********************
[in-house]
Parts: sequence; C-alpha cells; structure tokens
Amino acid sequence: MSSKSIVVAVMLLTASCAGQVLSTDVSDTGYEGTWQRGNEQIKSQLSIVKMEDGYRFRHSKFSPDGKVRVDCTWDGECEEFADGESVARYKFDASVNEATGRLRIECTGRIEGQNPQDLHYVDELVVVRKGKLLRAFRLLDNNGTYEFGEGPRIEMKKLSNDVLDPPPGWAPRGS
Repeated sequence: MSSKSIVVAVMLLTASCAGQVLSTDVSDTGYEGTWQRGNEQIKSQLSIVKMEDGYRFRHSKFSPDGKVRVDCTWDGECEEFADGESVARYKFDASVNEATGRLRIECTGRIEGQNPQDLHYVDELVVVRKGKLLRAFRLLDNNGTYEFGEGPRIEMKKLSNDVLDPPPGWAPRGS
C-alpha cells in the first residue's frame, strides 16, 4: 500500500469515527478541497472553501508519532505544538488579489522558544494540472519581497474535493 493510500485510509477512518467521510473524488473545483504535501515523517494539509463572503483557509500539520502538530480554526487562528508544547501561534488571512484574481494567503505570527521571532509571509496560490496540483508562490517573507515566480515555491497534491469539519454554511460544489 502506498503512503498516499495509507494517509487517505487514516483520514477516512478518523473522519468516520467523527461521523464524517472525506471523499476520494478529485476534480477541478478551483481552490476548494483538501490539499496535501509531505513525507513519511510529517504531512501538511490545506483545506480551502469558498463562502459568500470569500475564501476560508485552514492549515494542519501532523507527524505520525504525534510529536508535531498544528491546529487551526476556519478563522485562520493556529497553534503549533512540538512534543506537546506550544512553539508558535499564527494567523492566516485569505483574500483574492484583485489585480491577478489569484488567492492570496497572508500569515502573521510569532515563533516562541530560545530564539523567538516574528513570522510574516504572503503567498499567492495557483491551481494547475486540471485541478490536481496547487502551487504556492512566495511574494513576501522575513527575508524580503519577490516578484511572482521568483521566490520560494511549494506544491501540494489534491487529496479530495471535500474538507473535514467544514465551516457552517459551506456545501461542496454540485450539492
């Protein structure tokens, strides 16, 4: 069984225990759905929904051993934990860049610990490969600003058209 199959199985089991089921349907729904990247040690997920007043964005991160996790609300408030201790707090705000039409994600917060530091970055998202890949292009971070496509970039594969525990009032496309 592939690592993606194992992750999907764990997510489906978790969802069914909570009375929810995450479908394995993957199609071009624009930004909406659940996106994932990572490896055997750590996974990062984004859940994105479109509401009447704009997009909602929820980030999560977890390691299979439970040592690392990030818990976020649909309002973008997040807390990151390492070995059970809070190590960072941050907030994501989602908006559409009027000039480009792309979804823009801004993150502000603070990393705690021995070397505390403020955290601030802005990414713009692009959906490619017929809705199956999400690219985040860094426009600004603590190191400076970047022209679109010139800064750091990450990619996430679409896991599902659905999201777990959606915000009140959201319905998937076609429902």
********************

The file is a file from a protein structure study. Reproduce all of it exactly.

[in-house]
Parts: sequence; C-alpha cells; structure tokens
Amino acid sequence: MSSKSIVVAVMLLTASCAGQVLSTDVSDTGYEGTWQRGNEQIKSQLSIVKMEDGYRFRHSKFSPDGKVRVDCTWDGECEEFADGESVARYKFDASVNEATGRLRIECTGRIEGQNPQDLHYVDELVVVRKGKLLRAFRLLDNNGTYEFGEGPRIEMKKLSNDVLDPPPGWAPRGS
Repeated sequence: MSSKSIVVAVMLLTASCAGQVLSTDVSDTGYEGTWQRGNEQIKSQLSIVKMEDGYRFRHSKFSPDGKVRVDCTWDGECEEFADGESVARYKFDASVNEATGRLRIECTGRIEGQNPQDLHYVDELVVVRKGKLLRAFRLLDNNGTYEFGEGPRIEMKKLSNDVLDPPPGWAPRGS
C-alpha cells in the first residue's frame, strides 16, 4: 500500500469515527478541497472553501508519532505544538488579489522558544494540472519581497474535493 493510500485510509477512518467521510473524488473545483504535501515523517494539509463572503483557509500539520502538530480554526487562528508544547501561534488571512484574481494567503505570527521571532509571509496560490496540483508562490517573507515566480515555491497534491469539519454554511460544489 502506498503512503498516499495509507494517509487517505487514516483520514477516512478518523473522519468516520467523527461521523464524517472525506471523499476520494478529485476534480477541478478551483481552490476548494483538501490539499496535501509531505513525507513519511510529517504531512501538511490545506483545506480551502469558498463562502459568500470569500475564501476560508485552514492549515494542519501532523507527524505520525504525534510529536508535531498544528491546529487551526476556519478563522485562520493556529497553534503549533512540538512534543506537546506550544512553539508558535499564527494567523492566516485569505483574500483574492484583485489585480491577478489569484488567492492570496497572508500569515502573521510569532515563533516562541530560545530564539523567538516574528513570522510574516504572503503567498499567492495557483491551481494547475486540471485541478490536481496547487502551487504556492512566495511574494513576501522575513527575508524580503519577490516578484511572482521568483521566490520560494511549494506544491501540494489534491487529496479530495471535500474538507473535514467544514465551516457552517459551506456545501461542496454540485450539492
């Protein structure tokens, strides 16, 4: 069984225990759905929904051993934990860049610990490969600003058209 199959199985089991089921349907729904990247040690997920007043964005991160996790609300408030201790707090705000039409994600917060530091970055998202890949292009971070496509970039594969525990009032496309 592939690592993606194992992750999907764990997510489906978790969802069914909570009375929810995450479908394995993957199609071009624009930004909406659940996106994932990572490896055997750590996974990062984004859940994105479109509401009447704009997009909602929820980030999560977890390691299979439970040592690392990030818990976020649909309002973008997040807390990151390492070995059970809070190590960072941050907030994501989602908006559409009027000039480009792309979804823009801004993150502000603070990393705690021995070397505390403020955290601030802005990414713009692009959906490619017929809705199956999400690219985040860094426009600004603590190191400076970047022209679109010139800064750091990450990619996430679409896991599902659905999201777990959606915000009140959201319905998937076609429902």